In a lot of Catholic countries in Europe and Latin America, women can dress quite provocatively, but their behaviour must not reflect this. For example, in Venezuela you can dance with anyone and no-one will bat an eyelid, but on no condition must you talk. I really struggled with getting my extended family to understand the concept of a platonic relationship. And growing up in the UK, I had conflicting views from different cultures that only affected me, and not my brother. Consequently, the idea of ‘preserving’ patriarchal culture and traditions is something I reject. It is these traditions which force women into marriage, withhold access to abortion and lead to genital mutilation.
And this is not something that happens in far-away countries. In the so-called modern, multicultural UK, we are quite tolerant of other cultures compared to other countries, but we are so tolerant that we allow women get forced into arranged marriages, or get murdered for falling in love with the wrong man. I see these stories in the news all the time, and a lot of people are afraid to get involved with somebody else’s culture. But ultimately, these women in the news are UK citizens and they deserve the same rights and protection as every other woman in the UK, regardless of religion or race.
We need to stop being afraid to criticise other cultures that don’t show enough respect to women. It may be controversial, but other cultures criticise the UK all the time. Last September there was a media frenzy over Jack Straw asking Muslim women to remove veils that cover the face. At the time I thought, why shouldn’t a woman be allowed to cover her face if this is part of her religion? I had a conversation with a Muslim friend of my mum, who told me that while it prevents unwanted attention from men, a woman shouldn’ have to cover her face to be modest. She made me realise that the burqa, or niqab, is something that we are really afraid to confront in the UK. Men aren’t animals and, even if they were, why should a woman have to cover her body and face to account for a man’s behaviour? Doesn’t this say more about the men’s lack of self-control than it does about a woman’s modesty?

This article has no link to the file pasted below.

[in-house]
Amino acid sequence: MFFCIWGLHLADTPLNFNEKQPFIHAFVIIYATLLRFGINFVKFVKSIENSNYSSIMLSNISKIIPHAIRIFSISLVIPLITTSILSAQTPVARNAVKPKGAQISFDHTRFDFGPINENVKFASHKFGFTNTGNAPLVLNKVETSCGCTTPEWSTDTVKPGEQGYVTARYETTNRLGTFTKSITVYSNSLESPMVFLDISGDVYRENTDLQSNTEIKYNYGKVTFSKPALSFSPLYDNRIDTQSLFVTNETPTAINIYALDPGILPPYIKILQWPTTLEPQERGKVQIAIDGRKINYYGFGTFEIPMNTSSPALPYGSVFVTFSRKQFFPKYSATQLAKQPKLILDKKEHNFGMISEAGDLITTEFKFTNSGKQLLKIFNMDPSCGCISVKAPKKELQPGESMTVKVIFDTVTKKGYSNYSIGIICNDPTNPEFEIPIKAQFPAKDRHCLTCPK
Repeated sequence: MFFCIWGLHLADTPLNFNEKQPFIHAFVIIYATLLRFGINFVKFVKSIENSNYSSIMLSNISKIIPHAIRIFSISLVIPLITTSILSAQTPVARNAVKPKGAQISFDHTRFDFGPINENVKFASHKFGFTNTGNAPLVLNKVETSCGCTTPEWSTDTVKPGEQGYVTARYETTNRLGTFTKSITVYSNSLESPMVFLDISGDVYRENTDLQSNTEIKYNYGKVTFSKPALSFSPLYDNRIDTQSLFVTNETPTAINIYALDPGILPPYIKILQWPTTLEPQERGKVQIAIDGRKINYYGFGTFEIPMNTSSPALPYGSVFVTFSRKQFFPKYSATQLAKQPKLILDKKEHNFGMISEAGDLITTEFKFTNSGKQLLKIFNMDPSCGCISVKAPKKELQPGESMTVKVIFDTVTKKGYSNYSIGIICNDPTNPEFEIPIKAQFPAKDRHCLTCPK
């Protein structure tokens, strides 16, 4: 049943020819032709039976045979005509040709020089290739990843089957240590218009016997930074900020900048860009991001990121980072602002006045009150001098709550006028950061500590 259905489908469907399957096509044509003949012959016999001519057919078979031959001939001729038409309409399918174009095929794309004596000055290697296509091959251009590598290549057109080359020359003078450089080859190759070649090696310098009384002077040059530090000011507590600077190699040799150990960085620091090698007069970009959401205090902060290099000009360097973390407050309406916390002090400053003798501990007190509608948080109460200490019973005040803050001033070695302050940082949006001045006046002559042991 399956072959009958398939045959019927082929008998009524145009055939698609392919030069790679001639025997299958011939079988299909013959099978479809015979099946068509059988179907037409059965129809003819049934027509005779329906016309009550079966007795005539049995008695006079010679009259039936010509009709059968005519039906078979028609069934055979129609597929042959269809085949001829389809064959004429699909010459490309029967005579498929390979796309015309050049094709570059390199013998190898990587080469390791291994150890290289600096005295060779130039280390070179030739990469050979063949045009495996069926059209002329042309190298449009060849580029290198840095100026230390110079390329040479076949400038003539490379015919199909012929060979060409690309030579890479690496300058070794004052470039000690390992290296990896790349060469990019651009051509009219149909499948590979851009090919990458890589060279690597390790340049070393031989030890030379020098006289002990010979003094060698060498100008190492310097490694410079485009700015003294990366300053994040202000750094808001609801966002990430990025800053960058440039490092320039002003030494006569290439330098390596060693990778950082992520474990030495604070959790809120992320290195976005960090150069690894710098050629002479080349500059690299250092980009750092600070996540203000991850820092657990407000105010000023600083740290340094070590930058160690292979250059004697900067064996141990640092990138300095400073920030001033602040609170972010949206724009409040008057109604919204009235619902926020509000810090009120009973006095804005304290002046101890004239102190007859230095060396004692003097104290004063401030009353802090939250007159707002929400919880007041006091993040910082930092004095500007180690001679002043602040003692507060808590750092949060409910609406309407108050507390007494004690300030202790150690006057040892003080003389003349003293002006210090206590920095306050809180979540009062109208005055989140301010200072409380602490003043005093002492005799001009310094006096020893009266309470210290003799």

I don’t think segregation is a cure for anything and when the media was covering this story last year, I couldn’t help but be reminded of the view some people hold over rape: if you look, or dress, or act a certain way, then it’s your fault. I don’t think women should have to cover their bodies and faces: surely men should be educated that showing skin is not necessarily a sexual act?
I would like to see women from all backgrounds questioning the cultures and traditions that exist in the UK today. We need to start celebrating the positive aspects of each other’s religion or ethnicity, but at the same time seek to change traditions which harm women. Bad things happen in the name of religion and bad ideas are formed in the name of beauty and it’s time to start asking questions.